- Active: these are my active outcome projects
- Backburner: these are outcome projects that are on hold or deferred
- Domains: these are my single action lists that represent areas of responsibility
- Checklists: these are all my single action lists that represent opportunities of ideas for future action/projects
How I often look at my active outcome projects to make sure there aren't too many
This is how I do quick reviews of outcome projects I can't or won't move on yet
This looks at my areas of responsibility throughout work and life
This structures my options for future action or projects
This all sounds like a lot of work. I’m not going to lie: initially, it is. But over time, these three dimensions need only look at new things (knowing), the shifts in progress and meaning of those things (planning), and leveraging in-place means for execution (doing). As such, maintaining becomes increasingly easy after establishing the overall architecture.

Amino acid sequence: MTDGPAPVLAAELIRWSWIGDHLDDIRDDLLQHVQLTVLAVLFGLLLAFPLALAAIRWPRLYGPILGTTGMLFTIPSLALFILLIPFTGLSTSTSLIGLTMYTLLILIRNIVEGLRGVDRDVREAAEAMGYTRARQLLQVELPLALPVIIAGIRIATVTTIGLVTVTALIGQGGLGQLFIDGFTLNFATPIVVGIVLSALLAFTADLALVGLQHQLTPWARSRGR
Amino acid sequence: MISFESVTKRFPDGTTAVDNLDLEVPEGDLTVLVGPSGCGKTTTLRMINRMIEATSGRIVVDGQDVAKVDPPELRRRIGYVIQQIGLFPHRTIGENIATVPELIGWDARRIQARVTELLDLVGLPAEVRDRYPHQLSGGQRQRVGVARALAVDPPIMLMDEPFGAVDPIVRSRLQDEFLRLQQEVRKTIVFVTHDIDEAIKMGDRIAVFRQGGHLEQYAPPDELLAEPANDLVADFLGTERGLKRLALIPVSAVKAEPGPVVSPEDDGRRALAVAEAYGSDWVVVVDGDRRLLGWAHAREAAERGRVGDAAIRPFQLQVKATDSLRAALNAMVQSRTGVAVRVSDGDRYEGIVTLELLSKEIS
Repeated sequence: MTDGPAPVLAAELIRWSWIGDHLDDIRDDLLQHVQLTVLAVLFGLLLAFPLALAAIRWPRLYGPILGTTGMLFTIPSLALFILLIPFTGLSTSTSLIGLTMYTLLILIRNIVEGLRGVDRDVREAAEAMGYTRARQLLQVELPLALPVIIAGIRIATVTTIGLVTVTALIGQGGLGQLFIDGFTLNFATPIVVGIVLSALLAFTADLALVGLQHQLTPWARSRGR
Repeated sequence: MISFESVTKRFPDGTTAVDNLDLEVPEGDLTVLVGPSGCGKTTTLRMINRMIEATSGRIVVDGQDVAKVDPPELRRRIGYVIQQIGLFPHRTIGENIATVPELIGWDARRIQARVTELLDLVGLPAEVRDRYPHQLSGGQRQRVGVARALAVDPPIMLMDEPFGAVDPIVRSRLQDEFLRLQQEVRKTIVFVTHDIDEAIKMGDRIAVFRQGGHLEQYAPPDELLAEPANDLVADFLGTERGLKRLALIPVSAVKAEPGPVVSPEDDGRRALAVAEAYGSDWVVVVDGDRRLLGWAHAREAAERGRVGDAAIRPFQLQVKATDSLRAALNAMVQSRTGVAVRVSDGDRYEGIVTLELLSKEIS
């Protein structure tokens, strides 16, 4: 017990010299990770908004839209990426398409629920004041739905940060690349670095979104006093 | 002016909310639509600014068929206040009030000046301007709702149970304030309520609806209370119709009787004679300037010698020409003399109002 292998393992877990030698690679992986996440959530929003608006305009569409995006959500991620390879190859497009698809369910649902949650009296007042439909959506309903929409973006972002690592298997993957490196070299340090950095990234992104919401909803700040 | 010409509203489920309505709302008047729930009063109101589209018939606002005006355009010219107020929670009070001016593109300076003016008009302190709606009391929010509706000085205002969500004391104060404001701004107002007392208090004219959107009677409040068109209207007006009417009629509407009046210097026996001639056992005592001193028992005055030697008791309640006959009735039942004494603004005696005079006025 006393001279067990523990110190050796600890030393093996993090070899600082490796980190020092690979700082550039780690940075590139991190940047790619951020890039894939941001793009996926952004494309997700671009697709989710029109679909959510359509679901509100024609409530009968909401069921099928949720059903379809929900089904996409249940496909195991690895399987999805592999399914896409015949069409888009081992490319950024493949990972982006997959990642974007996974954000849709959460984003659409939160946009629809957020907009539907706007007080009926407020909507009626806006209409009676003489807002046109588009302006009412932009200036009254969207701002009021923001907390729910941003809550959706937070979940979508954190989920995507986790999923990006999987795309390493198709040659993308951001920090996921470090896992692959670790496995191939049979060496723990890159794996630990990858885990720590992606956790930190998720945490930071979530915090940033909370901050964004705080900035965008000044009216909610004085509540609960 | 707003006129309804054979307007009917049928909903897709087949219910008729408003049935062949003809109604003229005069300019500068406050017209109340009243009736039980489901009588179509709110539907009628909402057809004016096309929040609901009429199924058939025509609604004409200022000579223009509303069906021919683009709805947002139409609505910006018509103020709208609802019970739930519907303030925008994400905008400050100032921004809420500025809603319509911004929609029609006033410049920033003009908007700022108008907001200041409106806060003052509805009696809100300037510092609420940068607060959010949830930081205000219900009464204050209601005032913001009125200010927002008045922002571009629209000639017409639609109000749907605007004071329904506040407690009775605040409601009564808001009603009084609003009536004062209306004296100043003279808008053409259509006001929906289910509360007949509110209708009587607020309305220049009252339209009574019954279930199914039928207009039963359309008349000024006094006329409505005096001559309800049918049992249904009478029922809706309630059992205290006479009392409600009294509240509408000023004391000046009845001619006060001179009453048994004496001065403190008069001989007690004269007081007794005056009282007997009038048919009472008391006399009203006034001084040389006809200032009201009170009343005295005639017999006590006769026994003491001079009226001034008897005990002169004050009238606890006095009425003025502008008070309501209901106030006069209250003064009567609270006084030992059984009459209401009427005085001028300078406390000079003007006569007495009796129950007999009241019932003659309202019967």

Real keys, I think, are defining how your system will work, being clear about what goes where and why, and then following those rules consistently.
Productivity isn’t a measure of how many things I accomplish. We are all always doing something, we are all always busy. Whether it’s finishing a client project or taking care of a home or binge-watching that series I missed, I’m always doing.
Productivity is a measure of how many of the best choices I make about what to do. I am “productive” when I work on the things that have the most impact, the most meaning, and that honour agreements and timelines. It’s not how many circles I check; it’s about which ones I check (and which I don’t).
The workflow I have described here, when I stick to it, is incredibly effective. It ensures that I know (or at least that OmniFocus knows) what all is in my life, carrying a total and complete inventory. It forces me to look at that inventory (when I am outside of the mindset of execution) and pare it down to the options I truly want to think about or consider when it comes to doing. It enables my doing with the presentation of only things I can or should do at a given moment.
In other words, I am kept productive. And sometimes, binge-watching that series I missed is exactly the best way to consider myself productive. Zero apologies.
Scotty Jackson is a productivity enthusiast who blogs about OmniFocus and other applications, strategies, and approaches at heyscottyj.com. He can also be found as @heyscottyj on Twitter and on Instagram.